The rule speaks of "appeals", the filing of a "praecipe" with the "clerk of the trial court", and a "motion to correct errors". The decisions of administrative agencies are "reviewed". As was said in State ex rel. Standard Oil Co. v. Review Bd. of the Ind. Employment Sec. Div., (1951) 230 Ind. 1, 12, 101 N.E.2d 60, 65, "[s]trictly speaking, it [an administrative `appeal'] is not an appeal. It is a judicial review by the Appellate Court. . . ." See also Warren v. Indiana Telephone Co., (1940) 217 Ind. 93, 26 N.E.2d 399. Flanagan, Wiltrout, and Hamilton, in INDIANA TRIAL APPELLATE PRACTICE, say "[a]n appeal investigates and determines the validity of a judicial decision, while a review has the same function with respect to the decision of an administrative tribunal. . . . While the statutes refer to an `appeal' to the Appellate Court, it is nevertheless treated as a review." D. FLANAGAN, F. WILTROUT F. HAMILTON, INDIANA TRIAL APPELLATE PRACTICE § 2113, at 3 (1952).

It is also true that motions to correct error are filed in trial courts as are praecipes. And, such documents on appeal can only be filed "with the Clerk of the Supreme Court and Court of Appeals". A.R. 2(C)(1). Further, an assignment of error is filed in this court by one seeking review of an administrative decision, unlike a motion to correct errors. See Slinkard v. Extruded Alloys, (1971) 150 Ind. App. 479, 277 N.E.2d 176. According to A.R. 4(C), the Court of Appeals may " review final decisions of the Full Industrial Board of Indiana, the Review Board of the Employment Security Division, and the Public Service Commission of Indiana and review final decisions of administrative bodies, boards, and persons as provided by statute for the Appellate Court and Court of Appeals." (Emphasis supplied).

To conclude that the language of A.R. 2(C)(1), cast as it is in terms of "appeals" from trial courts, requires the filing of pre-appeal statements in administrative agency cases, would be like reshaping the tortoise's shell to fit another animal's back.

There is one drawback in excluding administrative agencies from operation of the rule. Review of their decisions may often be aided by shortening the record, simplifying the issues, and stipulating facts, particularly in Public Service Commission cases. While voluntary filing by the parties is possible and should be encouraged, it is the exclusive perogative of the Indiana Supreme Court to decide if the rule should be changed.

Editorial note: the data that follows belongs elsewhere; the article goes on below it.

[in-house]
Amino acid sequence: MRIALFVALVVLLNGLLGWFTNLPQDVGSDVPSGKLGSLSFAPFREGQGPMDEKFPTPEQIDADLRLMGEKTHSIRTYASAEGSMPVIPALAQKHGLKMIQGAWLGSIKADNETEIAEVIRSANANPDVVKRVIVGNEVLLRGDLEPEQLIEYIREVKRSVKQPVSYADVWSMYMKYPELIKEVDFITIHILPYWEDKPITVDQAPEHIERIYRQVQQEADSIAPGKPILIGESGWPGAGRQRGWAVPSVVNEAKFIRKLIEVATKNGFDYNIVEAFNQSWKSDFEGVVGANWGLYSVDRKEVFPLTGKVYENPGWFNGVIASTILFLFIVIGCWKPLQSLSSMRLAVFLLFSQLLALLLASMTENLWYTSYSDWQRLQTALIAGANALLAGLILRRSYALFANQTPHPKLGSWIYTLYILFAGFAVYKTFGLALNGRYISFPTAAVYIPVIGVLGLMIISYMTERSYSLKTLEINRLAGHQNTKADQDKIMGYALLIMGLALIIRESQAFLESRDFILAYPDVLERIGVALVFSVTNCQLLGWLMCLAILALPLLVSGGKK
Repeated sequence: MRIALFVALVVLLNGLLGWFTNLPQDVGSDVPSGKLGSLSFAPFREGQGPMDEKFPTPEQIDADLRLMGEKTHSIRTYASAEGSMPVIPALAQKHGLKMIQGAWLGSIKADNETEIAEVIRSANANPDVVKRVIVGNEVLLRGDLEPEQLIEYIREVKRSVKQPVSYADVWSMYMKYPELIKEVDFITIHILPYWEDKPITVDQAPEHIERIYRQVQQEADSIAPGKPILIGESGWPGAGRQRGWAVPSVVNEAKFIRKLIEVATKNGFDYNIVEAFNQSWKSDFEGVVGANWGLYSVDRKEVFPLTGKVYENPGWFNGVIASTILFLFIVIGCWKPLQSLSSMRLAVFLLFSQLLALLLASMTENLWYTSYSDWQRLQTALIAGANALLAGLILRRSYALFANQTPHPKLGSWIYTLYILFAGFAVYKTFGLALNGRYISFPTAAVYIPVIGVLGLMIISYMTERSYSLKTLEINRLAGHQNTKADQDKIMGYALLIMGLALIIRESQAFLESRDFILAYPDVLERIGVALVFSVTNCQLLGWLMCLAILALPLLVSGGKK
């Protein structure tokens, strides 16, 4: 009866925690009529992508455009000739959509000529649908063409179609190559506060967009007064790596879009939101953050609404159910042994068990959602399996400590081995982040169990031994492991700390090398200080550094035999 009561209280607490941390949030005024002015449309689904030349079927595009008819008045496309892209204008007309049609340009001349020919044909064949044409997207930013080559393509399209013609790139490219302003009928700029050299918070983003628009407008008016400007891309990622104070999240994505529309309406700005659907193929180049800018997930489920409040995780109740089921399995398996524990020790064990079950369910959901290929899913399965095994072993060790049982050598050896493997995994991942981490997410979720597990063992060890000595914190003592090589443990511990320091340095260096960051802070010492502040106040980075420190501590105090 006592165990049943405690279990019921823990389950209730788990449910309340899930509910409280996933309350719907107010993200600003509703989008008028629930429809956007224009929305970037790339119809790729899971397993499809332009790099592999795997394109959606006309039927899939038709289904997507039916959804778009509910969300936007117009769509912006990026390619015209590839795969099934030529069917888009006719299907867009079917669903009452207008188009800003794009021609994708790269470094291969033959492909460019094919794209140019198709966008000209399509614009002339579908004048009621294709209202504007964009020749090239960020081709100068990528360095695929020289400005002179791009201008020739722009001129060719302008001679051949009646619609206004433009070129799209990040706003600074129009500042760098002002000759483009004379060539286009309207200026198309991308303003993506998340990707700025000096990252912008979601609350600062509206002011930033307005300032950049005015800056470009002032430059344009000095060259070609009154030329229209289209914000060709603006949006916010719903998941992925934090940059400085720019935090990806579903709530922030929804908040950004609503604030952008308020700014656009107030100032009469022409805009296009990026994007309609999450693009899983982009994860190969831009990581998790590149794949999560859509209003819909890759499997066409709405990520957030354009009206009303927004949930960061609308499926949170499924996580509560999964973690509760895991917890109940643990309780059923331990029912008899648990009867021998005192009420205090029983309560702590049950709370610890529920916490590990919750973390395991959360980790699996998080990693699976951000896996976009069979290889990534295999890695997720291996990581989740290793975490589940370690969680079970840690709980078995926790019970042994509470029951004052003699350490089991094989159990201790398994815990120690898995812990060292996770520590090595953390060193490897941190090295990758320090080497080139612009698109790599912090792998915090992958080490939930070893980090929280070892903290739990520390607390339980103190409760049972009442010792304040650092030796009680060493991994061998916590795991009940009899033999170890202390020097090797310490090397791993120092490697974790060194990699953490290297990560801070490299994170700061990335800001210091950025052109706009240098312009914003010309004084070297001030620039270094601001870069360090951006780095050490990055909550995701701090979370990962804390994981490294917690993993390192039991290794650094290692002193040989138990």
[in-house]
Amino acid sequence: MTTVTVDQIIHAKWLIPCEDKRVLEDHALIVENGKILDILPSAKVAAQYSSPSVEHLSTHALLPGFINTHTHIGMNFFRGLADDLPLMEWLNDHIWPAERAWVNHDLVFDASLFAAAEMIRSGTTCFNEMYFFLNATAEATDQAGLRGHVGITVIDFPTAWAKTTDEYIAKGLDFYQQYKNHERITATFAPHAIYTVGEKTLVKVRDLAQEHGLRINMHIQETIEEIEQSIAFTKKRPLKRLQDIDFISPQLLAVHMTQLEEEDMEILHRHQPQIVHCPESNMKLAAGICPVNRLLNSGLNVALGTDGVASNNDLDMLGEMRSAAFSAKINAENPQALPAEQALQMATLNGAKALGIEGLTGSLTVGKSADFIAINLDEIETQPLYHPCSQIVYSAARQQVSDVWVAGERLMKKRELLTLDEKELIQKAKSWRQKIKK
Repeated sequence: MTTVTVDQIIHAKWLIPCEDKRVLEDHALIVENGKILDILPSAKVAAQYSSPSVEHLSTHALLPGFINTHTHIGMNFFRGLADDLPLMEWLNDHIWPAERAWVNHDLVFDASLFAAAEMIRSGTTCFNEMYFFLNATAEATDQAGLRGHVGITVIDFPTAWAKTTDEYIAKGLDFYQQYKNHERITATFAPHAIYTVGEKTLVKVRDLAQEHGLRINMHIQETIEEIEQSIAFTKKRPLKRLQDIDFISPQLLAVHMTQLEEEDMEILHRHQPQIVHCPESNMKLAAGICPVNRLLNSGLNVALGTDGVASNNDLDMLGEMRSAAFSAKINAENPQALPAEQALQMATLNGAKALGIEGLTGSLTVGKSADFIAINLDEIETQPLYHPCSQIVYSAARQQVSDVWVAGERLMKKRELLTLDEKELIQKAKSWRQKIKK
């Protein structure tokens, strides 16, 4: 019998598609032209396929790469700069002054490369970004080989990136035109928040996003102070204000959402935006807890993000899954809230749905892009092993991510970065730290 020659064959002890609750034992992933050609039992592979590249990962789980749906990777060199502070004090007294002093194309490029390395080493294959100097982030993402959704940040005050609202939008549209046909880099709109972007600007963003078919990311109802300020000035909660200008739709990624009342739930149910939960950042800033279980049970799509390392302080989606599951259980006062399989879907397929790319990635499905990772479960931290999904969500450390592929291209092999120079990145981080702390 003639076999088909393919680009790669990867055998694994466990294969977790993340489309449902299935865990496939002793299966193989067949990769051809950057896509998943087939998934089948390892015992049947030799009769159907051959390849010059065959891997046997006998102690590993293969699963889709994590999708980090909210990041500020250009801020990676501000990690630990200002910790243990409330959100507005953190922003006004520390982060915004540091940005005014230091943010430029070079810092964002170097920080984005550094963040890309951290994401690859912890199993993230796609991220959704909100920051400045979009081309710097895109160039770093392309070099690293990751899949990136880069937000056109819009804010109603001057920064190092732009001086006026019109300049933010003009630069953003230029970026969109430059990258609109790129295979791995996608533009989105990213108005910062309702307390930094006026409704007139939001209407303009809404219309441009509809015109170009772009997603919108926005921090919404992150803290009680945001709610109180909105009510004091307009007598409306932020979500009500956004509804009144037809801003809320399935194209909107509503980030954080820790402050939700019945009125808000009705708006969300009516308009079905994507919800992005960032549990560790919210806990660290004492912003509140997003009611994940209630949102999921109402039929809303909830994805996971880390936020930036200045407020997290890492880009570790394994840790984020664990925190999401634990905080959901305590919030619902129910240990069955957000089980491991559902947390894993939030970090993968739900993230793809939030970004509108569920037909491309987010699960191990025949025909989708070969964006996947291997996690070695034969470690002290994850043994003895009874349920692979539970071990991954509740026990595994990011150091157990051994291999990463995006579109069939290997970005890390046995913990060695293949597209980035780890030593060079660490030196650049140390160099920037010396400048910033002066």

ISSUE TWO — Did the Industrial Board adopt sufficient findings of fact to enable us to review its decision?

PARTIES' CONTENTIONS — Otterman challenges the findings of fact, claiming they did not specify why the victim's prospective earnings and funeral expenses and his own prescription medicine expenses were not compensated. The Industrial Board would have us infer that because the facts were undisputed in this case the other claims were obviously rejected.

CONCLUSION — The Industrial Board's findings of fact were insufficient for us to review their decision-making process.

The statutory scheme, created in 1977 for compensation of victims of violent crimes, rather explicitly requires the Industrial Board, in reviewing an application filed with its violent crime compensation division, to issue "a written determination supported by findings of fact and conclusions of law based on the record from the hearing, investigation and the application of the claimant." Ind. Code 16-7-3.6-10(d) (1982). The imperative is there. "[T]he statement must contain all the specific facts relevant to the contested issue or issues so that the court may determine whether the Board has resolved those issues in conformity with the law." Whispering Pines Home for Senior Citizens v. Nicalek, (1975) Ind. App., 333 N.E.2d 324, 326, trans. denied. See also Perez v. United States Steel Corp., (1981) Ind., 426 N.E.2d 29.

Here, the Industrial Board simply awarded Otterman a specified sum of money for psychiatric care, leaving numerous, material, unanswered questions. Did the Industrial Board simply inadvertently forget about the other items for which Otterman sought compensation? Did the Industrial Board determine that the other items were not compensable according to its statutory authorization? Or, did the Industrial Board simply determine, within its discretion, that it would limit compensation to psychiatric expenses? Without knowing the answers to such questions, we cannot intelligently review this appeal.

This cause is therefore remanded, and the Industrial Board is directed to enter on its records and certify to this court its findings of fact and conclusions of law in support of its decision within thirty days from this date. The parties may file supplemental briefs after such certification within the time limits specified in A.R. 8.1. This court retains jurisdiction of the appeal for the purposes of disposition on the merits following compliance with the directions set forth in this opinion.

Reversed and remanded with jurisdiction retained.

SHIELDS, J., concurs.

SULLIVAN, J., concurs in result.